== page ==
According to O' Connor's survey, pain is the greatest dislike during treatment and fourth among major fears and apprehensions prior to orthodontic treatment. [3] There is an increase in the expression of Calcitonin Gene-Related Peptide and Substance P during the first 2 days after application of an orthodontic force in the rat. [4],[5] Similarly, clinical human studies show pain symptoms reach the peak approximately 1-2 days after force application. [6],[7],[8],[9] Many factors like intensity and duration of forces applied, age, gender, the degree of crowding of the arch/arches, patient's psychological background and past experiences affect the extent of the symptoms. Therefore, orthodontic therapy with minimal patient discomfort is essential for an orthodontist to avoid noncompliance.

One would assume a large volume of research on the treatment related to pain, but unfortunately little is discussed by clinicians and orthodontist. Preoperative use of NSAIDs decrease the intensity of postoperative pain and swelling by inhibiting the ''formation'' of prostaglandins. [10]

Paracetamol, ibuprofen, and aspirin are first line analgesics which are generally available over the counter. Paracetamol (acetaminophen), which was first described by Von Mering (1893), is used commonly for its analgesic and antipyretic properties. Ibuprofen was the first member of propionic acid derivatives to be introduced in 1969. It is a nonselective inhibitor of cyclo-oxygenase-1 (COX-1) and COX-2 pathway. [11] Aspirin introduced in 1895 has been known to be an effective analgesic for many years and is commonly used throughout the world for many different pain conditions.

This randomized, double-blinded, prospective clinical trial aims at studying pain characteristics after separator placement; to compare the efficacy of various commonly used analgesics in pain management and to determine the efficacy of pre- and post-operative analgesics in pain management.


   Subjects and Methods Top


Subjects

The proposed study was submitted for ethical committee approval and the same was approved based on ICMR guidelines. A total of 154 patients who attended Department of Orthodontics for fixed orthodontic appliance treatment were selected. Patients and their parents were informed about the procedure and informed consent was obtained for the same. A detailed case history which included past dental, past medical, allergic to any specific drugs was taken for all the patients.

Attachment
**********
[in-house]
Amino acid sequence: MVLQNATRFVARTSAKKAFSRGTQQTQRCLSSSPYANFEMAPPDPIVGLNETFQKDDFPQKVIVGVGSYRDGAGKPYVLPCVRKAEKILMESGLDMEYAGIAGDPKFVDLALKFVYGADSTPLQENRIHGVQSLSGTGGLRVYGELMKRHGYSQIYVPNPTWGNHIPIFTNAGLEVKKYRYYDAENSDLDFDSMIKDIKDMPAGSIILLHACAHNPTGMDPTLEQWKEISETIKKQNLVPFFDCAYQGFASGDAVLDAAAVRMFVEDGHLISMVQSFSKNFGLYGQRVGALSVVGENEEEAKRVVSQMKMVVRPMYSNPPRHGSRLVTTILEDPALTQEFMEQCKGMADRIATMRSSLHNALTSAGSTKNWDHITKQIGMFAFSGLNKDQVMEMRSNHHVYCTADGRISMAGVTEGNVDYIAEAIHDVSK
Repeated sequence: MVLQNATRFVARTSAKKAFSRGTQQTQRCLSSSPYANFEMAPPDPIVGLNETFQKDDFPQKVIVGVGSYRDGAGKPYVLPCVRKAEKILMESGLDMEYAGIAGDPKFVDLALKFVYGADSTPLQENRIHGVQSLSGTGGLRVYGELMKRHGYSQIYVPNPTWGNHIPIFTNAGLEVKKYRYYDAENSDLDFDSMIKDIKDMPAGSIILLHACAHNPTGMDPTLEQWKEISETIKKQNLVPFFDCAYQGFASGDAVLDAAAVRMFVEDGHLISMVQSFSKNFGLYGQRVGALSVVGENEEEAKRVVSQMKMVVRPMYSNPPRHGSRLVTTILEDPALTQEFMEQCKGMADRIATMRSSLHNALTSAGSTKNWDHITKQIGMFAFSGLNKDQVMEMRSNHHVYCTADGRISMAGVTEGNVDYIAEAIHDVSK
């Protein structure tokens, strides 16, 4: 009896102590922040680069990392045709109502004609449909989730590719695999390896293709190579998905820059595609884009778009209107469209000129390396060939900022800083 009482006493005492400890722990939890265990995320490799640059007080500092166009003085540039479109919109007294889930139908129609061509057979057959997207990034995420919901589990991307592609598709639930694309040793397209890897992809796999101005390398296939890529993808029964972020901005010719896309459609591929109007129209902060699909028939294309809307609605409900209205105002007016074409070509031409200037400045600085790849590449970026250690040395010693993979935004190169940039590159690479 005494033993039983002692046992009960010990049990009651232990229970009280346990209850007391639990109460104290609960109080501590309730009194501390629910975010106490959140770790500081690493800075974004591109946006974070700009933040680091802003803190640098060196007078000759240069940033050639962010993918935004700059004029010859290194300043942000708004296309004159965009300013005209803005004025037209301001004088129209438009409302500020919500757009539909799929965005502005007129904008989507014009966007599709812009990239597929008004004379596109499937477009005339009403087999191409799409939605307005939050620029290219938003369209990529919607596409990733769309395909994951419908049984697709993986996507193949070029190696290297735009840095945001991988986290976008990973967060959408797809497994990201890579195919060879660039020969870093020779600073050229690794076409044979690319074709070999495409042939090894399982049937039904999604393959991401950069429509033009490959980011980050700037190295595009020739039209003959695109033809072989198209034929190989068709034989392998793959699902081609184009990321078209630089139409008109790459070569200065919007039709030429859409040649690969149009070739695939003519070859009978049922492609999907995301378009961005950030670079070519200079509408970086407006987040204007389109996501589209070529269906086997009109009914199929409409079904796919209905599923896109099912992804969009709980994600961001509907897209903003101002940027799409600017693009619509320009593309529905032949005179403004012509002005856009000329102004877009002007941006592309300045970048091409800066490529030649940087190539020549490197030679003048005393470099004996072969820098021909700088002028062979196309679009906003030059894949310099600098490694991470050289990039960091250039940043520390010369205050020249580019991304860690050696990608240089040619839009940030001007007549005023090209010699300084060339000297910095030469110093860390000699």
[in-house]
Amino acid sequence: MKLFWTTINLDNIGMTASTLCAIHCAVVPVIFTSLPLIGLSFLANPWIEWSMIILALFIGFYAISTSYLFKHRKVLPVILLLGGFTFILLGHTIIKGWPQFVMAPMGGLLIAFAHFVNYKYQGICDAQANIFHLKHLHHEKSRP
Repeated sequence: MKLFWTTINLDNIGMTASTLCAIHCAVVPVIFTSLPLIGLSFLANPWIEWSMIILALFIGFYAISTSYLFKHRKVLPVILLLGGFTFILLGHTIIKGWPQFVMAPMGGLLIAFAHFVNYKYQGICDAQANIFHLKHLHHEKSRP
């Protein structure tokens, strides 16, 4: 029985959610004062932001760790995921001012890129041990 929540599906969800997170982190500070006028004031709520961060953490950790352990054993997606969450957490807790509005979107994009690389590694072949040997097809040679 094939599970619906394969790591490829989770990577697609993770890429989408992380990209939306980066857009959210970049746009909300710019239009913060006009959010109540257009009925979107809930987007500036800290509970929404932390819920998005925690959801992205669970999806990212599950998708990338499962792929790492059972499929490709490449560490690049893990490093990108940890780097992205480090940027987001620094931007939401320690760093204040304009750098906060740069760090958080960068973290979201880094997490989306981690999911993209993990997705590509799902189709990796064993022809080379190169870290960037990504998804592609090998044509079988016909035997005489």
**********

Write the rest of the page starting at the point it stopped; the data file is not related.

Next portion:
The selection criteria were as follows:

  • Should be in the age group of 14-21 years
  • No previous orthodontic treatment
  • Should not be under any medication for systemic problems.
  • Should not be allergic to NSAID's
  • Should not have a history of asthma, gastritis, bleeding disorders
  • No teeth extraction at least 2 weeks before or after separator placement
  • Should not have any missing teeth.


Study design

Patients were randomly divided in to four groups.

  • Group 1: Paracetamol 650 mg
  • Group 2: Ibuprofen 400 mg
  • Group 3: Aspirin 300 mg
  • Group 4: Placebo.


The patients and the research assistant were blind to experimental groups. The patients were instructed to take two tablets, one tablet 1 h before separator placement and the other one after 6 h. Separators (AlastiK S-2 separator modules, 3M Unitek, Monrovia, Calif) were placed for first molars in all 4 quadrants preferably in the morning between 10 a.m. and 12 noon.

All patients were provided with a questionnaire which is in a form of seven page booklet that contained 100 mm horizontal visual analog scale (VAS). The patients were advised to mark the degree of pain as per the instructed time period in VAS. Pain intensity was recorded by the patients 2 h, 6 h after separator placement, bed time on the day of appointment, next day morning, and 2 nd day morning, 3 rd day, 7 th day morning after separator placement. Patients were advised to record the severity of pain with teeth not touching (TNT), biting back teeth (BBT) together, and chewing food (CF). Patients were advised not to take any additional medication during the study period. The filled in questionnaire were collected in subsequent visit. Patients who did not take the given drug or who did not completely fill the questionnaire or who lost/removed the separators were excluded from the study.

Statistical analysis

The above data's were subjected to statistical analysis using SPSS IBM version 20 (Chicago, USA) systems. Descriptive measures like mean values and standard deviations for continuous variables and percentage for categorical variables were calculated. Tests of significance like independent t-test for comparing means were performed.


   Results Top